Home Educating Survival Guide Part 2

When my eldest son was three, I was told by the local Education Authority that I would have to either move or home-educate as they were not going to help with his education if we stayed farming our island home. As so many families have been thrown in to home educating during the pandemic I wanted to pass on some tips that I have learnt along the way. 

The Easter holidays were always greeted with huge relief as there was always so much to do on the farm in this period. I loved not having to plan lessons every night, but mainly it was the freedom from having to constantly encourage the boys to concentrate and work.  However, we were still all together without outside distractions, and cabin fever set in very quickly without the usual structure to the day.

I would get the boys to come and help me in the garden; digging the vegetable patch and going onto the beach with the wheelbarrow to collect rotting seaweed to dig in. Of course they complained that they were on holiday, but I would make up little competitions to make it more fun. Rotting seaweed stinks, and is crawling with maggots, and we had to fill baskets and carry them up the beach sliding over the glutinous mush, but we could laugh at each other struggling up the beach and it was a great chance to spend time watching the different birds feeding on the maggots and all the insects crawling out as we turned over stones. The weed improved our garden soil and we were rewarded with fabulous fresh vegetables. The boys had never wanted to eat the green vegetables that we imported, but once we started to grow them in our garden with their help, they discovered that they liked Broccoli and Cauliflower and Sprouts, let alone the delicious peas, a pleasure which has endured.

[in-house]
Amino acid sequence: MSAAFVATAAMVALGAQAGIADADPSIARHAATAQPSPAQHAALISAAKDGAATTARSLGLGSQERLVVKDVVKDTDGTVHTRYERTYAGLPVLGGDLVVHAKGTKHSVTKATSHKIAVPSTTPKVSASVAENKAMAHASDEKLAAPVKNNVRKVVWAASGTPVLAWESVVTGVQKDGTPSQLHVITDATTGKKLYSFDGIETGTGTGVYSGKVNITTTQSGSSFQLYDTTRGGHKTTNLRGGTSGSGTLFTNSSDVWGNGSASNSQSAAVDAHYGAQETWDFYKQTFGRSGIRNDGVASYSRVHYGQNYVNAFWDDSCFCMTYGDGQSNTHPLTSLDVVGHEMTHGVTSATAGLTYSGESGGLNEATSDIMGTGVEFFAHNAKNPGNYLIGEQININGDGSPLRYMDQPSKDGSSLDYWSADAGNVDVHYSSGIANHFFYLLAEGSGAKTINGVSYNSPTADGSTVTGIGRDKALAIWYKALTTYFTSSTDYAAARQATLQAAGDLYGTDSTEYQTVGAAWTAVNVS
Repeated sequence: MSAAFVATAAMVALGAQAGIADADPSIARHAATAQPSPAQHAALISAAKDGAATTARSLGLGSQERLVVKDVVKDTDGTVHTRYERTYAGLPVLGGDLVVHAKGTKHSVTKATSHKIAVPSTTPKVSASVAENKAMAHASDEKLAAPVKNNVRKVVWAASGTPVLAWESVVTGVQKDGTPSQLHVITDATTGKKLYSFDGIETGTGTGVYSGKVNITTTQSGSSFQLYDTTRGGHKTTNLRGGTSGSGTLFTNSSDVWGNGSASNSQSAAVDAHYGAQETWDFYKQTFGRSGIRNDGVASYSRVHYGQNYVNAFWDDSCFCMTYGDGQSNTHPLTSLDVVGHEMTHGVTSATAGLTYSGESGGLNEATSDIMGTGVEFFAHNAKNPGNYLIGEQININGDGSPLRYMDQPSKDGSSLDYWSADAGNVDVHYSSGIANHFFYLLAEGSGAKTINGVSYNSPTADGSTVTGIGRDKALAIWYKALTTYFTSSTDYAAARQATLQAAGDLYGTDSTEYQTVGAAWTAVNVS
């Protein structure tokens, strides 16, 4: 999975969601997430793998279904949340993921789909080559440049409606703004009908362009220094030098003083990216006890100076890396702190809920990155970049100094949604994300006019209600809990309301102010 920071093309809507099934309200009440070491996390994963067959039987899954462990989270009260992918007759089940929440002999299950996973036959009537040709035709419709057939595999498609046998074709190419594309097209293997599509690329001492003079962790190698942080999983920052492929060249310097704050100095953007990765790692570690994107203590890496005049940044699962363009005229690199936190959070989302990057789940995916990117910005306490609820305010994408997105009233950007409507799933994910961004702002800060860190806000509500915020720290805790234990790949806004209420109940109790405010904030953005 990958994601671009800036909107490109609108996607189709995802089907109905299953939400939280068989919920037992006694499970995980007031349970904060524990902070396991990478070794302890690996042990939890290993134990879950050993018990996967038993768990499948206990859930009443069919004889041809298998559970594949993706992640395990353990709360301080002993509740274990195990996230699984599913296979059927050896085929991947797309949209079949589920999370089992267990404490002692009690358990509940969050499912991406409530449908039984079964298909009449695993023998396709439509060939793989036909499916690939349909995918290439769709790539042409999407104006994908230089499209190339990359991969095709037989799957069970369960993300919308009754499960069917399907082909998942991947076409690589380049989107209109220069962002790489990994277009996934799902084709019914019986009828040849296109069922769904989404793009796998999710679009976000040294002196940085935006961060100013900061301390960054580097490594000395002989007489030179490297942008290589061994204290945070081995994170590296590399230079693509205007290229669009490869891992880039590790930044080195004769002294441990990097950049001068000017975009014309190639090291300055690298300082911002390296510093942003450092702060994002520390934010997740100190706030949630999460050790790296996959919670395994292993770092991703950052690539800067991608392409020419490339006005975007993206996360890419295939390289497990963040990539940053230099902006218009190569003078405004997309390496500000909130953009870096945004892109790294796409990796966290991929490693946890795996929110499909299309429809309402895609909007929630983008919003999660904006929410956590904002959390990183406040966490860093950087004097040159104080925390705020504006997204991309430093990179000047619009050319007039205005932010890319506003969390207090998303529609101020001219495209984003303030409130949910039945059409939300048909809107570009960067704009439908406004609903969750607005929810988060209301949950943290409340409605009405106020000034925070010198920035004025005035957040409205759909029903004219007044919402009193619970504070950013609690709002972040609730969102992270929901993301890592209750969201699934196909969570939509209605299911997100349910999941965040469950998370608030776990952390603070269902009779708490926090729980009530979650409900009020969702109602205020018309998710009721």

Owen growing a sunflower in the vegetable garden

I used to get fed up with people assuming that no parent could make a good job of teaching their own children. Who taught your child to walk, dress and feed themselves or talk? You did. There are so many skills in life that are not taught in classrooms but are essential to living a full life, and they are often overlooked, and having the boys at home meant that I could teach them these as well. Children learn best of all by copying the adults around them and my boys really wanted to help. It was tempting when they were younger to let them play in the garden whilst I got the job done fast, but I would make myself encourage their help, despite knowing it would inevitably slow me down with a lot more mess to clear up.

The boys used to love helping me to make cakes and Easter biscuits, but I would get them to help me to cook the whole Easter meal too; showing them how to get the whole meal ready at the same time. I was not so good at getting them to wash up as no running hot water meant it was a once a day task.  That was a mistake, and I made lots of those!

The important thing is to be a ‘good enough’ parent  and my boys survived all of it to become independent adults. Don’t waste time beating yourself up over the things you did not do, but remind yourself how well you have done already. Good luck.

Home-educating Survival Guide Part 3